The MacBook Pro Review (13 & 15-inch): 2011 Brings Sandy Bridgeby Anand Lal Shimpi, Brian Klug & Vivek Gowri on March 10, 2011 4:17 PM EST
- Posted in
- MacBook Pro
- Sandy Bridge
Thermals and Power Consumption
The new MacBook Pros have the potential to draw more power than the previous generation. Despite being built on a 32nm process, the new 15 has twice the cores of last year's model—there's no question that it can draw more power under a full load.
I measured maximum power consumption at the wall using the same power brick and a fully charged battery. I chose two high-load scenarios: Cinebench 11.5 and Half Life 2. The former will fully load all CPU cores while the latter ramps up CPU and GPU usage.
Under Cinebench the new quad-core 15-inch MacBook Pro draws 70% more power at the wall than last year's dual-core model. This shouldn't be surprising as Cinebench scales nearly perfectly with core count—twice the cores should result in nearly twice the power draw. The scaling isn't perfect since we are dealing with different architectures and a number of factors such as display remain static. The new 13-inch MacBook Pro isn't as worrisome, it has 88% of the power usage of the high end 2010 15-inch MBP and 81% of the battery capacity.
The Half Life 2 comparison is not quite as bad, although the new 15-inch MBP still uses 45% more power under full load compared to the previous generation. These numbers tell you one thing: although the new MBP is significantly faster than its predecessor, it can also draw significantly more power. Running the same workload the new MBP shouldn't have any problems lasting as long as the old MBP on battery, but running a more aggressive workload will result in shorter battery life as a result of the higher max power consumption. In other words if you use the higher performance to do more, you can expect your battery to last proportionally less than the 2010 MBP.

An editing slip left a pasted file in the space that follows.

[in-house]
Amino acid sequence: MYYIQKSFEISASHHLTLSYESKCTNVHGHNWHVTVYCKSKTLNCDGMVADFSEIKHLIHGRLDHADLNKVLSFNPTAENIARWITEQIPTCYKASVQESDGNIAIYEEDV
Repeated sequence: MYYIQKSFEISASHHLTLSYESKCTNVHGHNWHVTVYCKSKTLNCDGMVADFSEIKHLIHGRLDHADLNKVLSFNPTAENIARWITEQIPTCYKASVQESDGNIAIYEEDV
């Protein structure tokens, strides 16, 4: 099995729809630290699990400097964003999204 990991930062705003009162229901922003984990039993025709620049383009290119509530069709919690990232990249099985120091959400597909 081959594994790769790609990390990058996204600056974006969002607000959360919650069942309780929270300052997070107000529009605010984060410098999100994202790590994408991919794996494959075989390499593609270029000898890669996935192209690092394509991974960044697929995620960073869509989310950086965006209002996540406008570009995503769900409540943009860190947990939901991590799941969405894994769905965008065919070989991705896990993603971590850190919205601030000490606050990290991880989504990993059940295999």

The 15-inch MBP uses an 85W power adapter (left) and the 13-inch MBP uses a 60W adapter (right)
Drawing more power also has another unfortunate side effect: the bottom of the chassis gets even hotter than before. I took some crude temperature measurements when I did the 2010 MacBook Pro reviews last year. I pointed an IR thermometer at the center of the bottom of the notebook, right where you'd have your lap, and measured surface temperature in a couple of scenarios.
While browsing the web with tons of windows/tabs open I noticed a small but tangible increase in surface temperature of the 2011 15-inch MBP compared to the 2010 model. Even the new 13 is warmer than last year's 15. Under light workloads none of these temperatures are high enough to really be a problem.
Load up the system however and you start getting into the uncomfortable zone. The new 15 breaks 38C, while the new 13 is actually only marginally warmer than the old 13 thanks to the use of Intel's HD Graphics 3000.